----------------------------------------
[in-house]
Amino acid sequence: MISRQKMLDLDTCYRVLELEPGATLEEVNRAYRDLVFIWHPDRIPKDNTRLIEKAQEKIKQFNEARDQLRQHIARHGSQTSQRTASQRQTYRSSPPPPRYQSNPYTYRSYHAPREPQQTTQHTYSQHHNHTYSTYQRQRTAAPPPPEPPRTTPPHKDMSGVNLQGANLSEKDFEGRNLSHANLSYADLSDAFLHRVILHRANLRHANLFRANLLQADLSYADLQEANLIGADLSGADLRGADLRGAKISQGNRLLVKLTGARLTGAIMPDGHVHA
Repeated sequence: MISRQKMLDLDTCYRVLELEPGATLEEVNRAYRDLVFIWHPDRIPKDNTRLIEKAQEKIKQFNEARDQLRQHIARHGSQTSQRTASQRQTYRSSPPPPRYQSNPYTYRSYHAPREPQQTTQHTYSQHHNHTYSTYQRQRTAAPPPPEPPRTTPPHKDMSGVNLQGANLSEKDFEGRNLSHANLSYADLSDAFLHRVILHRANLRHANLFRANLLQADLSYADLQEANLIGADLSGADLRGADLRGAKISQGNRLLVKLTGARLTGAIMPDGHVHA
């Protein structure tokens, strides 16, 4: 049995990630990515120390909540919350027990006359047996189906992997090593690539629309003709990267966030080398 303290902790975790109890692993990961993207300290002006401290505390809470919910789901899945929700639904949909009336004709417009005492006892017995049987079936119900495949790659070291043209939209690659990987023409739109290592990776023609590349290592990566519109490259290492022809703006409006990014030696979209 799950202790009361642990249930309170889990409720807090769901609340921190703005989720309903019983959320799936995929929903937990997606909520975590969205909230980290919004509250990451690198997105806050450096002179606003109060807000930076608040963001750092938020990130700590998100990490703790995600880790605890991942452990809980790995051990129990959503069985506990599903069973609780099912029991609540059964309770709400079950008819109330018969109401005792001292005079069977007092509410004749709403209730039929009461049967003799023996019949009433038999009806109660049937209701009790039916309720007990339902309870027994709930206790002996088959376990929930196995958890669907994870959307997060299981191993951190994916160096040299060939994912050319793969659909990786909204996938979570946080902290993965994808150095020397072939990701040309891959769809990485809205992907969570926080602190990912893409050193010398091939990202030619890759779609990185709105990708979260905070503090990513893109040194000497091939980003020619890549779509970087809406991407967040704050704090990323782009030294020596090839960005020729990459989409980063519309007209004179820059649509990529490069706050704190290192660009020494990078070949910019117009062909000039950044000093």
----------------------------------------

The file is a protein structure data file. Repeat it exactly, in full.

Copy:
[in-house]
Amino acid sequence: MISRQKMLDLDTCYRVLELEPGATLEEVNRAYRDLVFIWHPDRIPKDNTRLIEKAQEKIKQFNEARDQLRQHIARHGSQTSQRTASQRQTYRSSPPPPRYQSNPYTYRSYHAPREPQQTTQHTYSQHHNHTYSTYQRQRTAAPPPPEPPRTTPPHKDMSGVNLQGANLSEKDFEGRNLSHANLSYADLSDAFLHRVILHRANLRHANLFRANLLQADLSYADLQEANLIGADLSGADLRGADLRGAKISQGNRLLVKLTGARLTGAIMPDGHVHA
Repeated sequence: MISRQKMLDLDTCYRVLELEPGATLEEVNRAYRDLVFIWHPDRIPKDNTRLIEKAQEKIKQFNEARDQLRQHIARHGSQTSQRTASQRQTYRSSPPPPRYQSNPYTYRSYHAPREPQQTTQHTYSQHHNHTYSTYQRQRTAAPPPPEPPRTTPPHKDMSGVNLQGANLSEKDFEGRNLSHANLSYADLSDAFLHRVILHRANLRHANLFRANLLQADLSYADLQEANLIGADLSGADLRGADLRGAKISQGNRLLVKLTGARLTGAIMPDGHVHA
């Protein structure tokens, strides 16, 4: 049995990630990515120390909540919350027990006359047996189906992997090593690539629309003709990267966030080398 303290902790975790109890692993990961993207300290002006401290505390809470919910789901899945929700639904949909009336004709417009005492006892017995049987079936119900495949790659070291043209939209690659990987023409739109290592990776023609590349290592990566519109490259290492022809703006409006990014030696979209 799950202790009361642990249930309170889990409720807090769901609340921190703005989720309903019983959320799936995929929903937990997606909520975590969205909230980290919004509250990451690198997105806050450096002179606003109060807000930076608040963001750092938020990130700590998100990490703790995600880790605890991942452990809980790995051990129990959503069985506990599903069973609780099912029991609540059964309770709400079950008819109330018969109401005792001292005079069977007092509410004749709403209730039929009461049967003799023996019949009433038999009806109660049937209701009790039916309720007990339902309870027994709930206790002996088959376990929930196995958890669907994870959307997060299981191993951190994916160096040299060939994912050319793969659909990786909204996938979570946080902290993965994808150095020397072939990701040309891959769809990485809205992907969570926080602190990912893409050193010398091939990202030619890759779609990185709105990708979260905070503090990513893109040194000497091939980003020619890549779509970087809406991407967040704050704090990323782009030294020596090839960005020729990459989409980063519309007209004179820059649509990529490069706050704190290192660009020494990078070949910019117009062909000039950044000093």